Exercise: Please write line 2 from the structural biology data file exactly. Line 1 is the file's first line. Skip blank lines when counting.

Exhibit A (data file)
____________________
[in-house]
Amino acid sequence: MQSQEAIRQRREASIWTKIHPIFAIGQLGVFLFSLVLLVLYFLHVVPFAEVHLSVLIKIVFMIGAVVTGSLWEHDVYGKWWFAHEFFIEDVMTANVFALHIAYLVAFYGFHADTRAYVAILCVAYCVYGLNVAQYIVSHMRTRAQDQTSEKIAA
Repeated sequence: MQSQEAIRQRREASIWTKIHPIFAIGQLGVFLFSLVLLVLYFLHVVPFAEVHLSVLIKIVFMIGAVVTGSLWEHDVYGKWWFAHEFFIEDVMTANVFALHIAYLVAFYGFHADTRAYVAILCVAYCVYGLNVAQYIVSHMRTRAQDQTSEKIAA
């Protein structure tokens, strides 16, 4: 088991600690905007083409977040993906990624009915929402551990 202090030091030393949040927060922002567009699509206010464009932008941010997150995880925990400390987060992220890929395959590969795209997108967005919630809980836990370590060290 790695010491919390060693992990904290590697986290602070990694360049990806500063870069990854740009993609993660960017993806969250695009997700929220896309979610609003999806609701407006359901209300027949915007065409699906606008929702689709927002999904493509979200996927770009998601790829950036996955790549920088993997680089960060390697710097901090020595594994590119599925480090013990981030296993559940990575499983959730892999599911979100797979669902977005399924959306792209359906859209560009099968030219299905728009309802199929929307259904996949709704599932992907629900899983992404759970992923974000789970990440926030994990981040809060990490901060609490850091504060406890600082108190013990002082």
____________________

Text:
Amino acid sequence: MQSQEAIRQRREASIWTKIHPIFAIGQLGVFLFSLVLLVLYFLHVVPFAEVHLSVLIKIVFMIGAVVTGSLWEHDVYGKWWFAHEFFIEDVMTANVFALHIAYLVAFYGFHADTRAYVAILCVAYCVYGLNVAQYIVSHMRTRAQDQTSEKIAA